The safety of progesterone cream for pregnant or breastfeeding women hasn't been studied. Progesterone cream should never be used on children. If you are using or planning to use progesterone cream, talk to your healthcare provider first.


Talk with your healthcare provider before using progesterone cream. It may have the same effect on your body as progesterone pills. Some people experience PMS-like symptoms, depression, or anxiety while using the cream.

Dosage and Preparation

Progesterone cream is sold in various strengths, ranging from 25 milligrams per milliliter (mg/mL) to 250 mg/mL. Recommendations can vary based on the brand of cream you're using.

However, healthcare providers may suggest that 25 mg/mL per day is enough to manage hot flashes. A progesterone cream dose of 75 mg/mL may lead to the same progesterone levels as taking a 150 mg or 200 mg oral dose.

Some healthcare providers will suggest applying the cream once a day for six days and skipping every seventh day if you're using it to prevent hot flashes and other menopausal symptoms. You can apply the cream to your neck, inner thigh, forearm, lower abdomen, or vaginal area.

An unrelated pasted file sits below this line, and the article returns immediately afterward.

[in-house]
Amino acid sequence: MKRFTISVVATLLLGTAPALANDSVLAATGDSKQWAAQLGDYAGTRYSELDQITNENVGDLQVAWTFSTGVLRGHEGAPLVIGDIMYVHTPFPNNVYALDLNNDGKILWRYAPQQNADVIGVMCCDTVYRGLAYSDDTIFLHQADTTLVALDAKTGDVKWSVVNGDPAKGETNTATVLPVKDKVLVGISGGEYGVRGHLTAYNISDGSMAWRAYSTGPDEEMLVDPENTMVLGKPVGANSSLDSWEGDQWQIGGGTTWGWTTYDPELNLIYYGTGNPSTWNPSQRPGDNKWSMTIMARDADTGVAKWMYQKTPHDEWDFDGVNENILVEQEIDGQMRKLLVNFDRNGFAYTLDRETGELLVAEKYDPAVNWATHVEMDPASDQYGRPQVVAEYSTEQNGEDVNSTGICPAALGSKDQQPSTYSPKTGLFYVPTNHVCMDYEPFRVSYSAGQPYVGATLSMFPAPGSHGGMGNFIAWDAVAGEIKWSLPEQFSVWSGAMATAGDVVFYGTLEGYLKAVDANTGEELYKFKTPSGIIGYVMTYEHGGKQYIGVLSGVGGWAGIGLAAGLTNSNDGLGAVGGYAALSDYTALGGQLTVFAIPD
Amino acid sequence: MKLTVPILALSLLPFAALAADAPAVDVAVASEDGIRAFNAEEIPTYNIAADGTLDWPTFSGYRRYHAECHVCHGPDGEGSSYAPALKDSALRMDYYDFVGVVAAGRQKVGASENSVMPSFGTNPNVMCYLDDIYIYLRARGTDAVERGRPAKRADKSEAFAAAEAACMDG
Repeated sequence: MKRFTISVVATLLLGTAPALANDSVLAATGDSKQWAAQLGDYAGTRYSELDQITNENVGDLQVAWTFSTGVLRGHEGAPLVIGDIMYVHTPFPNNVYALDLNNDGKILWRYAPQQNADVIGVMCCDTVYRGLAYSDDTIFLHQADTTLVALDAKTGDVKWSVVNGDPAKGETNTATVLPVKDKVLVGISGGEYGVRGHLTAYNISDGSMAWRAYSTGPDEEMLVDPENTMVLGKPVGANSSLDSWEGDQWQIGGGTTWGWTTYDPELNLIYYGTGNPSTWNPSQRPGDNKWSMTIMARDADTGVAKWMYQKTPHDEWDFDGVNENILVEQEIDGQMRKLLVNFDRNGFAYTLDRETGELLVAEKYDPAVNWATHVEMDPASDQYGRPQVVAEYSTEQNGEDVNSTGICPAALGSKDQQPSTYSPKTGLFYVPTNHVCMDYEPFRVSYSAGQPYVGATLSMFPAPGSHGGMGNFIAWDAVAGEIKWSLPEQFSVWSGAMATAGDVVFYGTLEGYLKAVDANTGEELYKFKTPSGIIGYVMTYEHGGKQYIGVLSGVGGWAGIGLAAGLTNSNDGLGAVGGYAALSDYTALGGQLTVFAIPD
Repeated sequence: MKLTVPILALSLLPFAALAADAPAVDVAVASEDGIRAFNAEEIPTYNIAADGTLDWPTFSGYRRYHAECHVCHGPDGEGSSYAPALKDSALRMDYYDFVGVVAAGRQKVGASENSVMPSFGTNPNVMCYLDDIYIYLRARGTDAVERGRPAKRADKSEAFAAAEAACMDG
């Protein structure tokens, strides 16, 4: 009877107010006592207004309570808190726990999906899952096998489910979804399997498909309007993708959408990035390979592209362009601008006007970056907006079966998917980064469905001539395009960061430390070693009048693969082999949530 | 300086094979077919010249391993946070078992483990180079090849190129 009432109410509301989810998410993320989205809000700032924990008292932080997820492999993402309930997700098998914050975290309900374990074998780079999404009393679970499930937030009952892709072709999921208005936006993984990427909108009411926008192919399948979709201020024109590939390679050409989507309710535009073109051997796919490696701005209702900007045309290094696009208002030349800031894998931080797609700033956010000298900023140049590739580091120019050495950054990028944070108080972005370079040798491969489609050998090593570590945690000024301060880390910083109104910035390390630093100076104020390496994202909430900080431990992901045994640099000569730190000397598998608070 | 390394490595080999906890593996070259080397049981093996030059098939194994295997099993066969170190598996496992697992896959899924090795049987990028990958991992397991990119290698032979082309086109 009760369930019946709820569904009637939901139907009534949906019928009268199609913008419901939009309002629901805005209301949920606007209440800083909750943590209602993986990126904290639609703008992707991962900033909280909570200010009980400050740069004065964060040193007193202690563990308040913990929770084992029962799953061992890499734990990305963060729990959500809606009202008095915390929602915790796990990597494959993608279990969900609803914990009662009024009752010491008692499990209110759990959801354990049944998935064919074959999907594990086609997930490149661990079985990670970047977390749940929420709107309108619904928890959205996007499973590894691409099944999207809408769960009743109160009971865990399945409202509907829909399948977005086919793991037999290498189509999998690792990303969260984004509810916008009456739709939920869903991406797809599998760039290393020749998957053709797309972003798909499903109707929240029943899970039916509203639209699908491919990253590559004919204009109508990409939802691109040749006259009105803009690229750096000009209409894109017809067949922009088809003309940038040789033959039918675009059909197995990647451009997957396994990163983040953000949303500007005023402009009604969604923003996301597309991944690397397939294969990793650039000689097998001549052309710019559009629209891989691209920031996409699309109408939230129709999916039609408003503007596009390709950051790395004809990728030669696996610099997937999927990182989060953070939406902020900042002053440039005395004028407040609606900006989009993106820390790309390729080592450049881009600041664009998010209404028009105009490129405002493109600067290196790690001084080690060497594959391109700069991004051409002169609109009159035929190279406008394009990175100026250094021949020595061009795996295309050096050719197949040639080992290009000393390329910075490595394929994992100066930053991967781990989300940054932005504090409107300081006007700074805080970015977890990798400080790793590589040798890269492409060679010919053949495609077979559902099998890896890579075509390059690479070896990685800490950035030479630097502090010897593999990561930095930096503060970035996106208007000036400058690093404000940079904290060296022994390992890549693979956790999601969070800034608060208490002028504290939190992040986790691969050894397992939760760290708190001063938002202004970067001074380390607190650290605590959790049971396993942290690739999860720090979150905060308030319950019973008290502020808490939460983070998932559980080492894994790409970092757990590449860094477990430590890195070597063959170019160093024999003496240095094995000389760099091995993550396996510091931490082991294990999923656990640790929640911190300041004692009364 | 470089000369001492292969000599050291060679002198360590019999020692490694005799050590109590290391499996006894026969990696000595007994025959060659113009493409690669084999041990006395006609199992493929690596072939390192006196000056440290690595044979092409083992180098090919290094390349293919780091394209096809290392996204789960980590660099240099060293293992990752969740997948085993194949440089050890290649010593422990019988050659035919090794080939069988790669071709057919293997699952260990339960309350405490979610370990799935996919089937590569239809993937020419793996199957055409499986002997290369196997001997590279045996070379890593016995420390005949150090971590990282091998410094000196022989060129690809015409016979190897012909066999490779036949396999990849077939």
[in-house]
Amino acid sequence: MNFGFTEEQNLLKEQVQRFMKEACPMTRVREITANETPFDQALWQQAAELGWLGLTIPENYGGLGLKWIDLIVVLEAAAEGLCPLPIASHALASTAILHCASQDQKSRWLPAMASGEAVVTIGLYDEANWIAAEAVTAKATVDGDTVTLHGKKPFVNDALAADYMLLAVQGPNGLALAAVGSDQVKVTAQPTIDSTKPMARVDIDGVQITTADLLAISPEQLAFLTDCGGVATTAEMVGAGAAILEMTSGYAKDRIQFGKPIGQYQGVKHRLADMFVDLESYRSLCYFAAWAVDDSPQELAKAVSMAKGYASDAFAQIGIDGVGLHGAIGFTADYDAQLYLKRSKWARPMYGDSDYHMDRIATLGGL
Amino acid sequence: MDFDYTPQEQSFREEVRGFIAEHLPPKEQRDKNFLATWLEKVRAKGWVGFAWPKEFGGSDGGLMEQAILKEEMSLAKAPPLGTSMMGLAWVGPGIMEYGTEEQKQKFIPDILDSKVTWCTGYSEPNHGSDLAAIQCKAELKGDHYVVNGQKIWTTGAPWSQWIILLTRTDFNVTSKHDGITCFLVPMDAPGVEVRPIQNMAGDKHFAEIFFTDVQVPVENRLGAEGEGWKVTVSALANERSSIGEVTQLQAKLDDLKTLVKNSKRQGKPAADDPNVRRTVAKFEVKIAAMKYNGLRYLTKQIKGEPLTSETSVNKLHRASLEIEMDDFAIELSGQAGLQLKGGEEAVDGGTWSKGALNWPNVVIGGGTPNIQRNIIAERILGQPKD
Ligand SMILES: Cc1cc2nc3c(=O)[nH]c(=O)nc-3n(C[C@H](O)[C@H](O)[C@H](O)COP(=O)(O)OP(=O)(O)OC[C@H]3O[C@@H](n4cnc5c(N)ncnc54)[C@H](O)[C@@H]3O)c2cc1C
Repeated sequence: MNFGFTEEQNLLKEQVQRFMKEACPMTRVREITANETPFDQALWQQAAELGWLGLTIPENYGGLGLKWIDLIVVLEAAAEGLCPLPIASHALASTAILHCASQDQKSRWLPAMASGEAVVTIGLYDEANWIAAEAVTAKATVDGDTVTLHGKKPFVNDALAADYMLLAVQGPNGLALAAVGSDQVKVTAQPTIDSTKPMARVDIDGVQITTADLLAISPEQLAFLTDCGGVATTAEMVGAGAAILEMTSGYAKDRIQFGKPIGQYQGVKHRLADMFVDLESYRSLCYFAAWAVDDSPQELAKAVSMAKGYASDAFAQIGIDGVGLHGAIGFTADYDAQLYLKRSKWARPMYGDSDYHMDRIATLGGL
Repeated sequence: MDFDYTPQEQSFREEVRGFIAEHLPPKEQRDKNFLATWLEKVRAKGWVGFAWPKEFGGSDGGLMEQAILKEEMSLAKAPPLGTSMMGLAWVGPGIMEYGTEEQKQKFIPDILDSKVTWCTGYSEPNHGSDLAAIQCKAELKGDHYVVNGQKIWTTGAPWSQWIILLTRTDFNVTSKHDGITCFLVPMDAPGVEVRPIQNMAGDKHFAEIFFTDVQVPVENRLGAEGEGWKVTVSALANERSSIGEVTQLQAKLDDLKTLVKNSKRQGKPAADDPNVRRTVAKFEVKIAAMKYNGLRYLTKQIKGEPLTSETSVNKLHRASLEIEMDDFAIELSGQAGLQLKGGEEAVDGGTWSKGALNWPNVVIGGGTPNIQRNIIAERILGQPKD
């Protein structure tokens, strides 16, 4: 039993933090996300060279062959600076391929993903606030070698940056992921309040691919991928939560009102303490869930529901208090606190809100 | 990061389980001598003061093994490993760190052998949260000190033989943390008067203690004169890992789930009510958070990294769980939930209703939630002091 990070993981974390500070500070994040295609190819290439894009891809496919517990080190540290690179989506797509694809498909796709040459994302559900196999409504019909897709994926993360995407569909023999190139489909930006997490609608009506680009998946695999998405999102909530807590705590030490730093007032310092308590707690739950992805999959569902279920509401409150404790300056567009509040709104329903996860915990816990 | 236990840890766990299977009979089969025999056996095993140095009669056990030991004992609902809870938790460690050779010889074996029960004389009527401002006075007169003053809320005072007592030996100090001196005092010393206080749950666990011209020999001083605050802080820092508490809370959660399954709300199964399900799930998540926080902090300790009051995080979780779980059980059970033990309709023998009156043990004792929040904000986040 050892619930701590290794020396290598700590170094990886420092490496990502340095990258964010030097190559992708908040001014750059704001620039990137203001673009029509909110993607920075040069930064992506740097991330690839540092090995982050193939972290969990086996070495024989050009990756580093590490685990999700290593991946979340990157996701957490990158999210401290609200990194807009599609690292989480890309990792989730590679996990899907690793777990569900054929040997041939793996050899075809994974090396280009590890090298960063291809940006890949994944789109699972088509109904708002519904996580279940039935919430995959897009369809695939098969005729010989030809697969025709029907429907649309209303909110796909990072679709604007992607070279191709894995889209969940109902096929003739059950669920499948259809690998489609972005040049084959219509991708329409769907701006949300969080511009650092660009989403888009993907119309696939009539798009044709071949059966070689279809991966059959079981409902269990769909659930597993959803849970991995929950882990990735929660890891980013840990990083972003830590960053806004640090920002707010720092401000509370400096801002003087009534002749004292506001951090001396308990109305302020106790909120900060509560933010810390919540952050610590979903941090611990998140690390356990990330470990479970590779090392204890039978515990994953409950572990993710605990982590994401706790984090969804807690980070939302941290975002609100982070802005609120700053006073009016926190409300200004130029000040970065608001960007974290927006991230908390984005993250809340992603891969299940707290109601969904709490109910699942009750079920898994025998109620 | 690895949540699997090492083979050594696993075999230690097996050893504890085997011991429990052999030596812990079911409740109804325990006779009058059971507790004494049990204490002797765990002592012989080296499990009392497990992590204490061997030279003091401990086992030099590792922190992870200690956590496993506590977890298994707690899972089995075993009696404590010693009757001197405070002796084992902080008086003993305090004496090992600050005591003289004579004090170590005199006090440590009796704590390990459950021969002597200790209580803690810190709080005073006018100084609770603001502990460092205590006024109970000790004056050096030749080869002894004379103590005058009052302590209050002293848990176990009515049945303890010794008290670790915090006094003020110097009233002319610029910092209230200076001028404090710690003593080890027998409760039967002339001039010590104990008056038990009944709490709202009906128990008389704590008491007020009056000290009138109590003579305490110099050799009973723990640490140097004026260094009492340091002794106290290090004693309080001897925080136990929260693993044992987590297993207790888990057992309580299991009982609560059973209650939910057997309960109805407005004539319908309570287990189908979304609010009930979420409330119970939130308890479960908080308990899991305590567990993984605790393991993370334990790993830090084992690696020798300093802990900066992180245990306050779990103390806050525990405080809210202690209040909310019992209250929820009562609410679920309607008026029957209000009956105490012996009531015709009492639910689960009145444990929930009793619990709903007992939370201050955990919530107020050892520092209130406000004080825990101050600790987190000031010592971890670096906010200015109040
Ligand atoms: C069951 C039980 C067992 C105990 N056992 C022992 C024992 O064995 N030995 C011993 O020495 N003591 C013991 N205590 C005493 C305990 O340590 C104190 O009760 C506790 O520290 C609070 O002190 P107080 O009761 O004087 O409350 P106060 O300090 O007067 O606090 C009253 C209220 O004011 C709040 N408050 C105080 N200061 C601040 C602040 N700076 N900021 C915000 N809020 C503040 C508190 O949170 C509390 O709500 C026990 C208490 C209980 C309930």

If you are using another hormone on your skin, like testosterone, don't apply the progesterone cream to the same part of the body.


Use the progesterone cream only as prescribed. Don't go over the recommended dose. Just like with other types of hormone replacement therapy, more is generally not better.

What to Look For

You can find progesterone cream online and at many retail drugstores. When choosing a cream, only buy one with "progesterone USP" on the label.

The Food and Drug Administration (FDA) regulates and tests medicinal drugs to make sure they are safe and effective. However, the same doesn't apply to progesterone cream and supplements.

The FDA doesn't test or regulate over-the-counter remedies like progesterone cream. Because of this, the quality can vary between products, including the types of inactive ingredients and plant-based progesterone used.